Origins of Douglas Newby's Civic and Real Estate Contributions
Douglas Newby's passion for and success in contributing to Dallas had been propelled academically, vocationally, and professionally through a series of achievements. Every project reflects a keen understanding of people, the environment, and the community.
An innate desire to redirect a neighborhood from disaster to delight spurred the academic genesis of his master's thesis, "Economic Incentives to Reverse Migration in an Inner City Neighborhood." The established economic argument of the thesis won the day when multi-family property owners actually petitioned the city to rezone their apartments to single-family zoning in this redlined area. Douglas's efforts, garnering widespread support from the property owners, lenders, businesses, schools and the developer/pro property rights mayor, resulted in the largest multi-family, zoned area to be rezoned single-family in the country and the first single-family zoned historic district with historic guidelines in Dallas.
In the heart of this rezoned area, Douglas co-founded the revolving fund for the Historic Preservation League. The goal was to secure 23 options on divided up rent houses that could be purchased over a two-year period and resold to homeowners.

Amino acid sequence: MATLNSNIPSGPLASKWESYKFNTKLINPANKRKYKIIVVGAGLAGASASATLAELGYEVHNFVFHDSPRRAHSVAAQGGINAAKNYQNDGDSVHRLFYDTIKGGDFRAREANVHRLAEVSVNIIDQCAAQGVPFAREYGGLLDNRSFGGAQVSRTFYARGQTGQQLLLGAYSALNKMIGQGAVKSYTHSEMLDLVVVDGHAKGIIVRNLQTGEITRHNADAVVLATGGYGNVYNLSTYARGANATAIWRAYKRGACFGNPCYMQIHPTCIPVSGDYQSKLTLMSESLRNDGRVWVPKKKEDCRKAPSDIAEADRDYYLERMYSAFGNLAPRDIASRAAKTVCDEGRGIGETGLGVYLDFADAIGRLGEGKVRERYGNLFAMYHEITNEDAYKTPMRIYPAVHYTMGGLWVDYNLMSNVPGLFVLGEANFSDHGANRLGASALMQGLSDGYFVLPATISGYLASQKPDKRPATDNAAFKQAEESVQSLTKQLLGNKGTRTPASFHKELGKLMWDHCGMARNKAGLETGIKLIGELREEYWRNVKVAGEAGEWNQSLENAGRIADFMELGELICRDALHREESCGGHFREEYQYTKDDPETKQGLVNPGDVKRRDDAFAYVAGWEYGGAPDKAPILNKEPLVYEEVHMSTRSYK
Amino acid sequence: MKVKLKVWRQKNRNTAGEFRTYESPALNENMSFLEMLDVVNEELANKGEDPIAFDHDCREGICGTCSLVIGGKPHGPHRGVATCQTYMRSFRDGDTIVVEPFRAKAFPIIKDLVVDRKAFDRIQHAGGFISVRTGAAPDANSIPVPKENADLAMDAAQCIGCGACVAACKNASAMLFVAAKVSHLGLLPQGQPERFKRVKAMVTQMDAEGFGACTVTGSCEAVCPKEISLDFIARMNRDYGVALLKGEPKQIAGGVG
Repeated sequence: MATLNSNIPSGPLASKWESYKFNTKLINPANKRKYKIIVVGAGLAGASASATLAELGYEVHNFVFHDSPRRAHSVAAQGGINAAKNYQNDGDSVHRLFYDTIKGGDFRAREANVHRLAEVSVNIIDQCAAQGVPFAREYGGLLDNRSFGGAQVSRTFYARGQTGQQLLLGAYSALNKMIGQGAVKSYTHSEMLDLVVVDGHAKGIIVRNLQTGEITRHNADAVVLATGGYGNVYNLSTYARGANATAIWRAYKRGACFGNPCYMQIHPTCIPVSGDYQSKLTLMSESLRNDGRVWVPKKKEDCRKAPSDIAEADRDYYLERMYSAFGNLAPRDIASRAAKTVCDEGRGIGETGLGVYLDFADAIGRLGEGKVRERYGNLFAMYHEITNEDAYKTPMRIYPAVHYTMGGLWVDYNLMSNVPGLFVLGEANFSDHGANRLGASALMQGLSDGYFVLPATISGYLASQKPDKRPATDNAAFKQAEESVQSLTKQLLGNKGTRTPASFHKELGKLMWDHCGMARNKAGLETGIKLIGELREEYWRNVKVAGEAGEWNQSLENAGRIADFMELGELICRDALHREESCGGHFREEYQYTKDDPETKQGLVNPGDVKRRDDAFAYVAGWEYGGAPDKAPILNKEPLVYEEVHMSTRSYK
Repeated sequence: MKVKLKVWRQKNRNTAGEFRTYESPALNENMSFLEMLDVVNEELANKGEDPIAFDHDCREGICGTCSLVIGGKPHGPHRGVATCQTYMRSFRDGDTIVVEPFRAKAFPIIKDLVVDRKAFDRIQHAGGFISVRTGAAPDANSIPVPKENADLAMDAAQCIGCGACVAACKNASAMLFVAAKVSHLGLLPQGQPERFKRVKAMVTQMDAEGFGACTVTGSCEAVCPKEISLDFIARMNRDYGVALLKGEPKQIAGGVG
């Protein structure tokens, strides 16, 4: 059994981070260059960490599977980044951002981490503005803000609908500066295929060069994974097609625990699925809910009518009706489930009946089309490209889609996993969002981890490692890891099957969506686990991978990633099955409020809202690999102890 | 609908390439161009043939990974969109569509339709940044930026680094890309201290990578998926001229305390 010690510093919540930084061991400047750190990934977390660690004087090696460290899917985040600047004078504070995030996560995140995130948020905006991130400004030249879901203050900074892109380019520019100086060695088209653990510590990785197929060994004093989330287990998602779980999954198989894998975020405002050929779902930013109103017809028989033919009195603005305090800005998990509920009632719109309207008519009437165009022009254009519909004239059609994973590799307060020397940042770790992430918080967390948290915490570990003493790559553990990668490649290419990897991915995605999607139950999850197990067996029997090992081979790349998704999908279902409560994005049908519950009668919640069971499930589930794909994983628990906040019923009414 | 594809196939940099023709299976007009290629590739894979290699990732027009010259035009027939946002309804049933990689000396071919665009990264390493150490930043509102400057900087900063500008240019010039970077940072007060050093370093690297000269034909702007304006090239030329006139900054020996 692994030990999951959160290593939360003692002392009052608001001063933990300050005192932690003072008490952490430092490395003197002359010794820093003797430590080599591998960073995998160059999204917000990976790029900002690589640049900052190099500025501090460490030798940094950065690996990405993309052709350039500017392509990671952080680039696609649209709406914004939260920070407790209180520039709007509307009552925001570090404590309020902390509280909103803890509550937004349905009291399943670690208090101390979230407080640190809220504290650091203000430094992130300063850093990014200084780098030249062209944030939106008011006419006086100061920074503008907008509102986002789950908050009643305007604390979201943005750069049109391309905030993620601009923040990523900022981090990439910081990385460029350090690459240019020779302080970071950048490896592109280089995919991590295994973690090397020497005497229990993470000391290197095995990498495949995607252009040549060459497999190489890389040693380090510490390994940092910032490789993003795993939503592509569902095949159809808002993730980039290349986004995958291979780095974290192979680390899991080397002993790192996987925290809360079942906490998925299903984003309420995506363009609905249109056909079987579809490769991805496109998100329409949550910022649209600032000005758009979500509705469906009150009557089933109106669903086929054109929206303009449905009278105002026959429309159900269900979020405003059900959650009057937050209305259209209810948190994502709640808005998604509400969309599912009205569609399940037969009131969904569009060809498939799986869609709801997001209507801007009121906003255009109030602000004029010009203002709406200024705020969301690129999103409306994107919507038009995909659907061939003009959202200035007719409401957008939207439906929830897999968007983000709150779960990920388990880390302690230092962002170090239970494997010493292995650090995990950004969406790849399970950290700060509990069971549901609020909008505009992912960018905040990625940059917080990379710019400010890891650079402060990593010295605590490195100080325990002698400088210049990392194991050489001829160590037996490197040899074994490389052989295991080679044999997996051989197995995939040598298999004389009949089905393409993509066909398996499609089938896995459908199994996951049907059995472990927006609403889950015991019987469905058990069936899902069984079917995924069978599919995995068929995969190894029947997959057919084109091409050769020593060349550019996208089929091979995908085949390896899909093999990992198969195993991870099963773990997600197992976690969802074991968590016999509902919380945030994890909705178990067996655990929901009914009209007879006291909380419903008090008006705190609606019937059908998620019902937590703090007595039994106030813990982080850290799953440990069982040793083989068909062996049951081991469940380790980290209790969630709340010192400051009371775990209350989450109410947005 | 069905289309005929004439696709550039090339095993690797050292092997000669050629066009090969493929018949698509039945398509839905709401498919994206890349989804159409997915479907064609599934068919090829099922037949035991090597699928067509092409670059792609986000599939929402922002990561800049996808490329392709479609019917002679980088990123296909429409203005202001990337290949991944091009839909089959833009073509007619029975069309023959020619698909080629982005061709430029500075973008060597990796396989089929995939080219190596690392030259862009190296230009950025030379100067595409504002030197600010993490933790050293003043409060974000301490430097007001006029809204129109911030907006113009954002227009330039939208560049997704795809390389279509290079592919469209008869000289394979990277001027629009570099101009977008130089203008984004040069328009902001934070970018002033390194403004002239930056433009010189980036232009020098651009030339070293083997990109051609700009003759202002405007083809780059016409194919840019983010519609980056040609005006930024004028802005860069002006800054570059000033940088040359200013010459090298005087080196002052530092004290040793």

There was still a missing ingredient for the neighborhood to be revitalized: a real-estate agent to negotiate these options contracts and to make a market for slum landlords to sell to artists and urban pioneers who could convert these divided up rent houses into single-family homes.
Douglas Newby solved this problem by becoming a real estate agent. The Federal National Mortgage Association (FNMA) solved the redline problem of no home loans here by selecting the rezoned single-family restoration area for their first National Inner City Lending Demonstration Project.
However, the question remained, how does one restore a home to live in? Douglas addressed the problem by founding the Restoration House of the Year Award, the first in the nation. To attract a successful critical mass of homeowners, though, a neighborhood needs to have a sense of place. Understanding this need, Douglas wrote the first book on Dallas neighborhoods. This Dallas best-selling book, A guide to the Older Neighborhoods of Dallas, was published when only few neighborhoods in Dallas were previously recognized. Now Dallas has hundreds of neighborhoods that have a strong identity.
Those passionate about preservation in the restoration area recognized the importance of history and architecture. To entice and educate the rest of Dallas, Douglas initiated and coordinated the first community survey of architect-designed homes in Dallas which, in turn, was the first community-based survey of architect-designed home in the country.
The culmination of successful endeavors in revitalization, rezoning, restoration, real estate, neighborhood and architecturally significant homes have resulted in Douglas Newby's triumphant understanding of homes that makes us happy.